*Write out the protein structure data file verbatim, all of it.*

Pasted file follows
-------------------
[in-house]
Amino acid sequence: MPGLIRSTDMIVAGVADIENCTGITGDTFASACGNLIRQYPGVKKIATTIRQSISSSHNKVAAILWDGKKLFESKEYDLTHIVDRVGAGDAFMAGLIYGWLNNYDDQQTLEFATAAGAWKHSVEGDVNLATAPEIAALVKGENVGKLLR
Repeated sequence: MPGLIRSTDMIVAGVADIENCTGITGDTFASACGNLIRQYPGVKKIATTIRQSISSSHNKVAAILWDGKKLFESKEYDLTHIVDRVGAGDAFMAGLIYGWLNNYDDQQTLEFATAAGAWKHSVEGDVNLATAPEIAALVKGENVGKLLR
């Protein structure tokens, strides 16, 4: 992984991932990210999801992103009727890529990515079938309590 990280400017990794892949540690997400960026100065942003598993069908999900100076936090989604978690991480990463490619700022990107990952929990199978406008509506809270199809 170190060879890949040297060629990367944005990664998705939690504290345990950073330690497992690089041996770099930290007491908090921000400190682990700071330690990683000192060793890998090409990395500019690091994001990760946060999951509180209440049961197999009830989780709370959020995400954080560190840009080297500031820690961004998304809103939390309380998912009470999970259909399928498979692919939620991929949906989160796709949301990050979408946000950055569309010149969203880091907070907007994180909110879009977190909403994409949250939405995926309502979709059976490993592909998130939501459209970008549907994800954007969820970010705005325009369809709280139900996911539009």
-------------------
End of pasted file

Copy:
[in-house]
Amino acid sequence: MPGLIRSTDMIVAGVADIENCTGITGDTFASACGNLIRQYPGVKKIATTIRQSISSSHNKVAAILWDGKKLFESKEYDLTHIVDRVGAGDAFMAGLIYGWLNNYDDQQTLEFATAAGAWKHSVEGDVNLATAPEIAALVKGENVGKLLR
Repeated sequence: MPGLIRSTDMIVAGVADIENCTGITGDTFASACGNLIRQYPGVKKIATTIRQSISSSHNKVAAILWDGKKLFESKEYDLTHIVDRVGAGDAFMAGLIYGWLNNYDDQQTLEFATAAGAWKHSVEGDVNLATAPEIAALVKGENVGKLLR
């Protein structure tokens, strides 16, 4: 992984991932990210999801992103009727890529990515079938309590 990280400017990794892949540690997400960026100065942003598993069908999900100076936090989604978690991480990463490619700022990107990952929990199978406008509506809270199809 170190060879890949040297060629990367944005990664998705939690504290345990950073330690497992690089041996770099930290007491908090921000400190682990700071330690990683000192060793890998090409990395500019690091994001990760946060999951509180209440049961197999009830989780709370959020995400954080560190840009080297500031820690961004998304809103939390309380998912009470999970259909399928498979692919939620991929949906989160796709949301990050979408946000950055569309010149969203880091907070907007994180909110879009977190909403994409949250939405995926309502979709059976490993592909998130939501459209970008549907994800954007969820970010705005325009369809709280139900996911539009």